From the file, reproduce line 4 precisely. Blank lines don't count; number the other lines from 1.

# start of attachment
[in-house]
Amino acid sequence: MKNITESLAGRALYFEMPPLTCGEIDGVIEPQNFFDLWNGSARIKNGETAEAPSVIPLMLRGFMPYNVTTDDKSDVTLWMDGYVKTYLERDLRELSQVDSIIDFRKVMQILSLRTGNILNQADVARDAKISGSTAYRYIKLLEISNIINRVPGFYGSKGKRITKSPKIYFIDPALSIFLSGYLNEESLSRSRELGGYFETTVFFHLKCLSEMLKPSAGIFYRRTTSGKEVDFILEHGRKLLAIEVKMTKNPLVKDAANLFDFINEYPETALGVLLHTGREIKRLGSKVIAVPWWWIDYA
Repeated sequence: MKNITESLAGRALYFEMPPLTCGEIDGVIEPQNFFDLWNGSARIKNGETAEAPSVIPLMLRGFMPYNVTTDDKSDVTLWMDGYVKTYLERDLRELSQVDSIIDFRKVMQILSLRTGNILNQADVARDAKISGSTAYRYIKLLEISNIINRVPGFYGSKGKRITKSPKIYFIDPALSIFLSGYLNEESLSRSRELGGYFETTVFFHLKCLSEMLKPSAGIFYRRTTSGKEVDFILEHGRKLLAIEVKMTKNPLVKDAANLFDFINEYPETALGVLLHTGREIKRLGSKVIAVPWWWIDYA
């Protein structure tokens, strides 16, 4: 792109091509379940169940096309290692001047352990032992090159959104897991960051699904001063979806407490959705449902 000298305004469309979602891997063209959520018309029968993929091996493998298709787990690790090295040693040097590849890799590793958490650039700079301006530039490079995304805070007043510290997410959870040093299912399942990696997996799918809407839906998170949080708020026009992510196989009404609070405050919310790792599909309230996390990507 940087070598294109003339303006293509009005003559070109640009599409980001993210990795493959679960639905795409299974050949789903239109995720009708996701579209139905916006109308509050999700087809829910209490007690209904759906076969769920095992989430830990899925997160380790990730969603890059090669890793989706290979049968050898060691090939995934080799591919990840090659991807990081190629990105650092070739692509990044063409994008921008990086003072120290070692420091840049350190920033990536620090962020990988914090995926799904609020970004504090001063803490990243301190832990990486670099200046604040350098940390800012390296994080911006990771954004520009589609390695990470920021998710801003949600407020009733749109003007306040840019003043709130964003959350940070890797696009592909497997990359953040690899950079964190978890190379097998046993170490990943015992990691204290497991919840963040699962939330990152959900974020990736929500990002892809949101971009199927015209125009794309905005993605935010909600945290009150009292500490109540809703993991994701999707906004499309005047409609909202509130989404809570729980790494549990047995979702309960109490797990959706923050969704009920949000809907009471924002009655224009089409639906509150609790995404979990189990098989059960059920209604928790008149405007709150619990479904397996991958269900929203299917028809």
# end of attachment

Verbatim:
């Protein structure tokens, strides 16, 4: 792109091509379940169940096309290692001047352990032992090159959104897991960051699904001063979806407490959705449902 000298305004469309979602891997063209959520018309029968993929091996493998298709787990690790090295040693040097590849890799590793958490650039700079301006530039490079995304805070007043510290997410959870040093299912399942990696997996799918809407839906998170949080708020026009992510196989009404609070405050919310790792599909309230996390990507 940087070598294109003339303006293509009005003559070109640009599409980001993210990795493959679960639905795409299974050949789903239109995720009708996701579209139905916006109308509050999700087809829910209490007690209904759906076969769920095992989430830990899925997160380790990730969603890059090669890793989706290979049968050898060691090939995934080799591919990840090659991807990081190629990105650092070739692509990044063409994008921008990086003072120290070692420091840049350190920033990536620090962020990988914090995926799904609020970004504090001063803490990243301190832990990486670099200046604040350098940390800012390296994080911006990771954004520009589609390695990470920021998710801003949600407020009733749109003007306040840019003043709130964003959350940070890797696009592909497997990359953040690899950079964190978890190379097998046993170490990943015992990691204290497991919840963040699962939330990152959900974020990736929500990002892809949101971009199927015209125009794309905005993605935010909600945290009150009292500490109540809703993991994701999707906004499309005047409609909202509130989404809570729980790494549990047995979702309960109490797990959706923050969704009920949000809907009471924002009655224009089409639906509150609790995404979990189990098989059960059920209604928790008149405007709150619990479904397996991958269900929203299917028809």